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Diseases

Genetic and Rare Diseases Information Center (GARD)

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Zollinger-Ellison syndrome


Other Names for this Disease

  • Gastrinoma
  • Pancreatic ulcerogenic tumor syndrome
  • Z E syndrome
  • ZES
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Inheritance

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Is Zollinger-Ellison syndrome inherited?

Zollinger-Ellison syndrome (ZES) usually occurs sporadically, for unknown reasons in a person with no history of the condition in the family. In about 25-30% of people with ZES, it is associated with an inherited condition called multiple endocrine neoplasia type 1 (MEN1).[1]

MEN1 is inherited in an autosomal dominant manner and is caused by mutations in the MEN1 gene. Most affected people inherit the mutated gene from a parent, and a few cases result from a new mutation that was not inherited. Unlike most autosomal dominant conditions, both copies of the MEN1 gene must have a mutation to cause symptoms of the condition. The mutation in the second copy of the gene occurs during a person's lifetime. Because of this, most, but not all, people born with an MEN1 gene mutation will develop signs and symptoms of the condition.[2] This phenomenon is known as reduced penetrance. A person with an MEN1 gene mutation has a 50% (1 in 2) risk to pass on the mutated gene to each child.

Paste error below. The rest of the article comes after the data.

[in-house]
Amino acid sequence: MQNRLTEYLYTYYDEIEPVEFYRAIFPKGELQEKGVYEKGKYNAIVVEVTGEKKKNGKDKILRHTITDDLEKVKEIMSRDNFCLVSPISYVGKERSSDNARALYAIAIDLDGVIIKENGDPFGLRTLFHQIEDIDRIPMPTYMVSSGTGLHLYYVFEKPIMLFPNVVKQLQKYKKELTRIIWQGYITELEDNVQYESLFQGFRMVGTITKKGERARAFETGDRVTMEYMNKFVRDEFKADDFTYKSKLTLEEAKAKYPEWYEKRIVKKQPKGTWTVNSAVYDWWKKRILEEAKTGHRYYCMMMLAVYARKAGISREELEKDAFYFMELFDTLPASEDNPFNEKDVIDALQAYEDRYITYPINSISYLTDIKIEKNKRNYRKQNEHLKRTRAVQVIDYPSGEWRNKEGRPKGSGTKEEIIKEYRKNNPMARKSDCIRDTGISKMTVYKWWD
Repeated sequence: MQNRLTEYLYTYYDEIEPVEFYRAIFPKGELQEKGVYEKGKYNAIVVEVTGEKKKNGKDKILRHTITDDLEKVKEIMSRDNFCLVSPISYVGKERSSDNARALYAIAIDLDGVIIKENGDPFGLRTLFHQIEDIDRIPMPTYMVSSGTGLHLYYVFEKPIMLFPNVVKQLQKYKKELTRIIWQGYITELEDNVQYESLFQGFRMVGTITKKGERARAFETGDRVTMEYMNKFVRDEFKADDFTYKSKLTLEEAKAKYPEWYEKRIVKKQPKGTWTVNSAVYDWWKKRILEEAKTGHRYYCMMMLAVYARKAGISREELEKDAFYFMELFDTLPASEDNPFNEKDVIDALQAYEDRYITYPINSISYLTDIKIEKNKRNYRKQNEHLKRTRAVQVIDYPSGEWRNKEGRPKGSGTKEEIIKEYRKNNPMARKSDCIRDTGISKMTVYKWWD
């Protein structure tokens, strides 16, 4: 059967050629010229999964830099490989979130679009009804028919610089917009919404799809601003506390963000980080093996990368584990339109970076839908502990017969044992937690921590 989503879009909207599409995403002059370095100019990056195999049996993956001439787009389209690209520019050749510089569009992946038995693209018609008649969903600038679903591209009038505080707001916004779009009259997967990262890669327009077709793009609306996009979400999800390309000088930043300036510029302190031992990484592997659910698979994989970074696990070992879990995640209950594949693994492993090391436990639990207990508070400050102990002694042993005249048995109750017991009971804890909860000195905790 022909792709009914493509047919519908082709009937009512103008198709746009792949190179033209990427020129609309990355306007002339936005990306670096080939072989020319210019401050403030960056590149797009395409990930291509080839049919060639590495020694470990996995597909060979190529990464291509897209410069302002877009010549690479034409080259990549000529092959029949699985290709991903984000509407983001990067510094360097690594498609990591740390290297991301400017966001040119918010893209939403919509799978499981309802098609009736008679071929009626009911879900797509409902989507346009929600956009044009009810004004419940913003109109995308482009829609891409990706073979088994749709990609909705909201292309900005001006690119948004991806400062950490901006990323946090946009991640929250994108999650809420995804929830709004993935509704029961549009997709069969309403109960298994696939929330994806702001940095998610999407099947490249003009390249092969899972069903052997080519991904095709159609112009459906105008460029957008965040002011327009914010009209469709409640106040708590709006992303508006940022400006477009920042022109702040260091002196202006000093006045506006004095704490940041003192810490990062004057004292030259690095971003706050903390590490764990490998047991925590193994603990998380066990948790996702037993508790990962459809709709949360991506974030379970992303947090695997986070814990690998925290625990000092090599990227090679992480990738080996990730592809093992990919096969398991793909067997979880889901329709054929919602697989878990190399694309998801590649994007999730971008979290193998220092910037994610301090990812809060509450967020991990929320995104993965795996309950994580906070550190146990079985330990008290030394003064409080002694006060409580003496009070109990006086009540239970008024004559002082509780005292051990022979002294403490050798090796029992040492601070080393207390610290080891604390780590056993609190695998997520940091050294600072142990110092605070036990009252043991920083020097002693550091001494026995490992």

Last updated: 1/14/2014

References
  1. Zollinger-Ellison Syndrome. National Digestive Diseases Information Clearinghouse (NDDIC). December 24, 2013; http://www.digestive.niddk.nih.gov/ddiseases/pubs/zollinger/. Accessed 1/14/2014.
  2. Multiple endocrine neoplasia. Genetics Home Reference. August, 2013; http://ghr.nlm.nih.gov/condition/multiple-endocrine-neoplasia. Accessed 1/14/2014.


Other Names for this Disease
  • Gastrinoma
  • Pancreatic ulcerogenic tumor syndrome
  • Z E syndrome
  • ZES
See Disclaimer regarding information on this site. Some links on this page may take you to organizations outside of the National Institutes of Health.